In two playoff games — a 32-18 win over the Rams and a 31-26 loss to the Buccaneers in the NFC Championship Game — Rodgers was 56 of 84 (66.7%) for 642 yards with five touchdowns and one interception (104.3 rating).
“He’s one of the best players to ever put a football helmet on,” Packers offensive coordinator Nathaniel Hackett said. “It started from Day 1 when we got into training camp, even in the offseason. You (could) truly see the enjoyment in his face and in his body language.”
Added coach Matt LaFleur: “When you have great players, they can make you look really good. You look at everything he does for us, obviously leading us on the field, and (to) the No. 1 seed. You look at the production, I think those numbers kind of speak for themselves. I don’t think there’s anybody in the game that’s played as consistent or as well as he has the entire season.”
To be sure, there were a host of reasons for his resurgence, from staying healthy (which he traced to an altered workout regimen that improved his leg strength); to LaFleur’s offensive scheme (where Rodgers found his comfort zone after Zoom meetings with the coaches during the virtual offseason program); to a banner year by the offensive line (which allowed him to be sacked a career full-season low 20 times); to wide receiver Davante Adams’ star turn (the first-team All-Pro wideout caught 115 of Rodgers’ passes); and to whatever motivation Rodgers drew from the team’s decision to trade up in the first round to pick his heir apparent, Jordan Love, in the 2020 NFL draft.
But early on in training camp, during a video-driven playbook installation meeting, Rodgers came across a film clip of a throw he’d made during the 2010 season, when he led the Packers to the Super Bowl XLV title in his third year as the starter. While he was coy at the time about what he’d seen, he explained last month it was a matter of keeping his balance and proper weight distribution on throws, a slight adjustment that in turn improved his timing and accuracy.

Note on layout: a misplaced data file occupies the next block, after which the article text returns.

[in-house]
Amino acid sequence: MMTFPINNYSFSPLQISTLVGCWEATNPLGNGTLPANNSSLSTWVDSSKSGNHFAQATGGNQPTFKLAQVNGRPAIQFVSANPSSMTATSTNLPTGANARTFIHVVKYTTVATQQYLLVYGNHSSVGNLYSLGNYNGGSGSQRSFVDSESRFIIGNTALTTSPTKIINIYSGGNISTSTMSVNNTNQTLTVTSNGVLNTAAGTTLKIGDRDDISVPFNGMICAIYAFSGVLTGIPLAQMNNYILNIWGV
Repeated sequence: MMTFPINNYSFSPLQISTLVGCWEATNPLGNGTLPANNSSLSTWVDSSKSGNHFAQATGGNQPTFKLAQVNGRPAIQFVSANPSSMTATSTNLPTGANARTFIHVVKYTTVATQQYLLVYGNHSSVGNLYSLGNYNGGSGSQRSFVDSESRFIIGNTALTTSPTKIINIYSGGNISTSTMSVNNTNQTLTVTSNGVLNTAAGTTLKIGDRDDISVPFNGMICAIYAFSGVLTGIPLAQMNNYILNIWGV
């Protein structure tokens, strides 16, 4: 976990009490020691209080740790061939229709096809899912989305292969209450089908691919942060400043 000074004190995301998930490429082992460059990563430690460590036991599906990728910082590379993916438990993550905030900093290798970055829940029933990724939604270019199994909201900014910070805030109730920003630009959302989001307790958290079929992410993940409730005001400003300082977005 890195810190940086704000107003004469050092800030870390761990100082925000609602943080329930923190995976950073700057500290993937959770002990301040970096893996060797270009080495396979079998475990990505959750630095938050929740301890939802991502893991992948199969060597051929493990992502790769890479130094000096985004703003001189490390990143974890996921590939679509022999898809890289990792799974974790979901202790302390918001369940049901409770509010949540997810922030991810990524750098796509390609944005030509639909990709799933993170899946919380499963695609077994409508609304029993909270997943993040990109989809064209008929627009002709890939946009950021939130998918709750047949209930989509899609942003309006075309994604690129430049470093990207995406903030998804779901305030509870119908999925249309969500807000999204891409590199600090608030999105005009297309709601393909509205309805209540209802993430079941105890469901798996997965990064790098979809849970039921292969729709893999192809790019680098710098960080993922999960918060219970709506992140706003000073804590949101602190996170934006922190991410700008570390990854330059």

“The key that I saw was just the rhythm in my hitch,” Rodgers explained on his final weekly appearance on The Pat McAfee Show on SiriusXM satellite radio late last month. “I was realizing the thing that I was working on back then so much was the sinking into the hitch at the top of my drop. And that was one area that I think that was lacking based on my injury and some of the adjustments I had to make fundamentally to deal with a knee (after a 2018 tibial plateau fracture) and a leg (after a 2014 torn calf muscle) that just wasn’t as strong as it used to be.
“And that’s part of the reason why I really got back into squatting (in the weight room), because I wanted to build that thing up so I could put a ton of weight and pressure into that knee and those legs. Because the deeper I was sinking into my hitches, the more on time I was throwing the ball. And I really just saw how much of an emphasis I was doing that in 2010, 2009, 2011. What that was allowing me to do was, I was throwing the ball on time and all these games I was watching, my timing was very, very good.
“The entire route tree and concepts, I was able to perfectly hitch to them and that’s why I feel like I was so accurate. From that point forward, I literally watched a few of those things and the next day went out and worked on ‘em and things just started clicking.”
And it kept clicking.
“The physical ability of Aaron and his talent as a thrower, as a mover, all that I think is obvious to people. But I think that game within a game is what makes the truly elite quarterbacks special — how they beat you with their mind,” said new Los Angeles Chargers head coach Brandon Staley, who had to game plan for Rodgers as the Rams’ defensive coordinator. “He’s got an incredible awareness of all 22 guys on the field. He’s aware of your sideline. He’s aware of the officials. He has full command over what’s happening on the field and that’s what truly makes him special. It’s something that requires all of us working as a team in order to compete against him, because he does bring that element to the table. I think that’s why he’s one of the special players to play at that position.”